“In the 21st century, I think the heroes will be the people who will improve the quality of life, fight poverty and introduce more sustainability.“
— Bertrand Piccard
What is sustainable design?
According to McLennan (2012), sustainable design (also known as environmental design) is “the philosophy of designing physical objects, the built environment, and services to comply with the principles of social, economic, and ecological sustainability”. The said design principles often include:
♣ Protect landscape and water resources;
♣ Minimise non-renewable energy consumption;
♣ Balance long-term economic, social and environmental needs;
♣ Provide cost-effective development solutions; and
♣ Enhance quality of life (Horsley Witten Group, 2012).
Usually the above principles are carried out through a holistic approach and the figure below shows clearly the major components of such an approach:
Figure 1: Sustainable design components. (Source: ICT Sustainable Design, 2015).
Why is sustainable design important?
In the convention of business practice, success is the absolute key. But green business has developed two criteria alongside the financial one and this forms the triple bottom line, which is often referred to as “people, planet, profit” or “ecology, economy, equity” (see figure 2 below).
Figure 2: Triple bottom line framework. (Source: Wikipedia, 2012).
Across the globe, buildings account for 40% of energy use, 38% of greenhouse gas emissions, 12% of potable water, and 20% of solid waste streams in developed countries (Neiser, 2014). The triple bottom line graph above states clearly that all three aspects are playing a part in our pursuit for a better future. And designing buildings to suit environmental needs is also probably the least costly way with minimal negative social impacts.
Buildings going green: principles & examples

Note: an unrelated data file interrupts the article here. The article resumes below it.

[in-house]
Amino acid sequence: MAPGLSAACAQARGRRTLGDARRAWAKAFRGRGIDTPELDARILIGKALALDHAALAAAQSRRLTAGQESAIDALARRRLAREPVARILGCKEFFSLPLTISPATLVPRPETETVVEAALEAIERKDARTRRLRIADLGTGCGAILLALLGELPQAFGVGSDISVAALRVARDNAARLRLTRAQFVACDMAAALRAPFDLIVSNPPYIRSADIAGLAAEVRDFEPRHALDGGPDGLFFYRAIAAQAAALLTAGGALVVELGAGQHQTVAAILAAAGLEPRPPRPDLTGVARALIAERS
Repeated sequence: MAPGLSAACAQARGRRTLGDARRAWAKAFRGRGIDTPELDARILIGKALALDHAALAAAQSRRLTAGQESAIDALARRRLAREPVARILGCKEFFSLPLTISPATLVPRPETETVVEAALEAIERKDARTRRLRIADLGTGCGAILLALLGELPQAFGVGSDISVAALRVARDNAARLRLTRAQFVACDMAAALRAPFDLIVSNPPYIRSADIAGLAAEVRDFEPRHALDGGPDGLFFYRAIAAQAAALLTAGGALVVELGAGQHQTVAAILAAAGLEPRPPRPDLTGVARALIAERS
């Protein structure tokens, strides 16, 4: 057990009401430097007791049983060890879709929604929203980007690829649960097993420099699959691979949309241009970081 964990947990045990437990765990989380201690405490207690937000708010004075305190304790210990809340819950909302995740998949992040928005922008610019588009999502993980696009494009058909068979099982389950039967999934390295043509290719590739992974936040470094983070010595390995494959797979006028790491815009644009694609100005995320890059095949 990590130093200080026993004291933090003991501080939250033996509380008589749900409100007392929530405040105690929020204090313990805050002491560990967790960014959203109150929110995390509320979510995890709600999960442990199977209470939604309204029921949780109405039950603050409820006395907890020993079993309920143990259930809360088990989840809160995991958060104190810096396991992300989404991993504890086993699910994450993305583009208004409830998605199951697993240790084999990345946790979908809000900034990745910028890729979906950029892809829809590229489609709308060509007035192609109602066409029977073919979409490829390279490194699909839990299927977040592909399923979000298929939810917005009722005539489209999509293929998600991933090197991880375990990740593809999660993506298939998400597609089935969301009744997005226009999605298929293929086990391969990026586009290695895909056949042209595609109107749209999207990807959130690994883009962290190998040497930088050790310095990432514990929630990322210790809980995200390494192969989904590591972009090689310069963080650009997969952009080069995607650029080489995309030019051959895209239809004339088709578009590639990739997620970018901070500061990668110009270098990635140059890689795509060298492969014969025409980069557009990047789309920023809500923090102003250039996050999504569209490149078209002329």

In her in-depth analysis of sustainability management in the hospitality and tourism industry, Dr. Vinnie Jauhari (2014) points out that a successful sustainable design of a building should follow seven principles:
♥ Local Vegetation Cover
♥ Energy and Resources Independence
♥ Sun Effect
♥ Natural Lighting
♥ Stack Effect
♥ Construction Materials
♥ Embodied energy (pp. 52-56).
Below is an good example of how Villa Flora, a revolutionary sustainable greenhouse / office building becomes “the greenest building in Netherlands”.
Figure 3: Design for Floriade 2012 in Venlo: Greenest Building in the Netherlands. (Source: Kristinsson, 2008)
Villar Flora supplies her own energy. It is also carbon-neutral and all organic waste is being digested into biogas for an extremely efficient Fiwihex cooled gasturbine for the production of warm water and electricity. The “grey water”, so to speak, is used for plant growth. And various kinds of glass regulate licht and radiation of sunheat.
Greener and better: products “in the now”
There are three major frameworks used in sustainable product design: natural capitalism, natural step, and cradle-to-cradle.
Natural capitalism focuses on:
⌋Radically Increase the Productivity of Natural Resources
⌋Shift to Biologically Inspired Production Models and Materials
⌋Move to a “Service-and-Flow” Business Model
⌋Reinvest in Natural Capital
Natural Step is based on:
⌋Substances from the Earth’s crust should not accumulate in the environment
⌋Substances produced by society should not increase in the biosphere
⌋We must preserve the productivity and biodiversity of the ecosystem